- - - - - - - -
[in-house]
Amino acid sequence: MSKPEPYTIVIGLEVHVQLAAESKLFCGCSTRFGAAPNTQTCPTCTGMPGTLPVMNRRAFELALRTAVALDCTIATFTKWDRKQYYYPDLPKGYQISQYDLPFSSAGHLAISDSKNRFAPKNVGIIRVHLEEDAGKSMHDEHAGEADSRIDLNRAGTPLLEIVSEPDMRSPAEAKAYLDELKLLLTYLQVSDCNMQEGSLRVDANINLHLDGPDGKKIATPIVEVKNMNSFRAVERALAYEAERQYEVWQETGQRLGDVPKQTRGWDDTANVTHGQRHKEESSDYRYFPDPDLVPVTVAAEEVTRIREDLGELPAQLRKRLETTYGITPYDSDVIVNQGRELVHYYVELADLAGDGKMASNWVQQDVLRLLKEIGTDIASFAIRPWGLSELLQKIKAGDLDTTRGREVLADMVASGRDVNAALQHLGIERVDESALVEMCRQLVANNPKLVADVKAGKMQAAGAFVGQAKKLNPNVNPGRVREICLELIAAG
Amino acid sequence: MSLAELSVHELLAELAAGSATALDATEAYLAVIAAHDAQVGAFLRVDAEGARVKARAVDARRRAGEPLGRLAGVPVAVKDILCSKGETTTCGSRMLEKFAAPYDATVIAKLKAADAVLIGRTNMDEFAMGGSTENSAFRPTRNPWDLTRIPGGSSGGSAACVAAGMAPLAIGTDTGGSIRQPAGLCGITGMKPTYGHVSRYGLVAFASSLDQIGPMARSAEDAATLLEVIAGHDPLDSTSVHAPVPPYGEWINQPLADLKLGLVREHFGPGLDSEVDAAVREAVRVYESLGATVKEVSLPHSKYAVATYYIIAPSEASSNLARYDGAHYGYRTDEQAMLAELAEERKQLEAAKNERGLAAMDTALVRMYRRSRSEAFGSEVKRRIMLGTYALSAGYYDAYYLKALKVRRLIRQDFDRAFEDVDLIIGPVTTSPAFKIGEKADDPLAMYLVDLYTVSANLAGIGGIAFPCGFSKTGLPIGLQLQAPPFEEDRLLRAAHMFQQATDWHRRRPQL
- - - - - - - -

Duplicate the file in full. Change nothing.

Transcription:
[in-house]
Amino acid sequence: MSKPEPYTIVIGLEVHVQLAAESKLFCGCSTRFGAAPNTQTCPTCTGMPGTLPVMNRRAFELALRTAVALDCTIATFTKWDRKQYYYPDLPKGYQISQYDLPFSSAGHLAISDSKNRFAPKNVGIIRVHLEEDAGKSMHDEHAGEADSRIDLNRAGTPLLEIVSEPDMRSPAEAKAYLDELKLLLTYLQVSDCNMQEGSLRVDANINLHLDGPDGKKIATPIVEVKNMNSFRAVERALAYEAERQYEVWQETGQRLGDVPKQTRGWDDTANVTHGQRHKEESSDYRYFPDPDLVPVTVAAEEVTRIREDLGELPAQLRKRLETTYGITPYDSDVIVNQGRELVHYYVELADLAGDGKMASNWVQQDVLRLLKEIGTDIASFAIRPWGLSELLQKIKAGDLDTTRGREVLADMVASGRDVNAALQHLGIERVDESALVEMCRQLVANNPKLVADVKAGKMQAAGAFVGQAKKLNPNVNPGRVREICLELIAAG
Amino acid sequence: MSLAELSVHELLAELAAGSATALDATEAYLAVIAAHDAQVGAFLRVDAEGARVKARAVDARRRAGEPLGRLAGVPVAVKDILCSKGETTTCGSRMLEKFAAPYDATVIAKLKAADAVLIGRTNMDEFAMGGSTENSAFRPTRNPWDLTRIPGGSSGGSAACVAAGMAPLAIGTDTGGSIRQPAGLCGITGMKPTYGHVSRYGLVAFASSLDQIGPMARSAEDAATLLEVIAGHDPLDSTSVHAPVPPYGEWINQPLADLKLGLVREHFGPGLDSEVDAAVREAVRVYESLGATVKEVSLPHSKYAVATYYIIAPSEASSNLARYDGAHYGYRTDEQAMLAELAEERKQLEAAKNERGLAAMDTALVRMYRRSRSEAFGSEVKRRIMLGTYALSAGYYDAYYLKALKVRRLIRQDFDRAFEDVDLIIGPVTTSPAFKIGEKADDPLAMYLVDLYTVSANLAGIGGIAFPCGFSKTGLPIGLQLQAPPFEEDRLLRAAHMFQQATDWHRRRPQL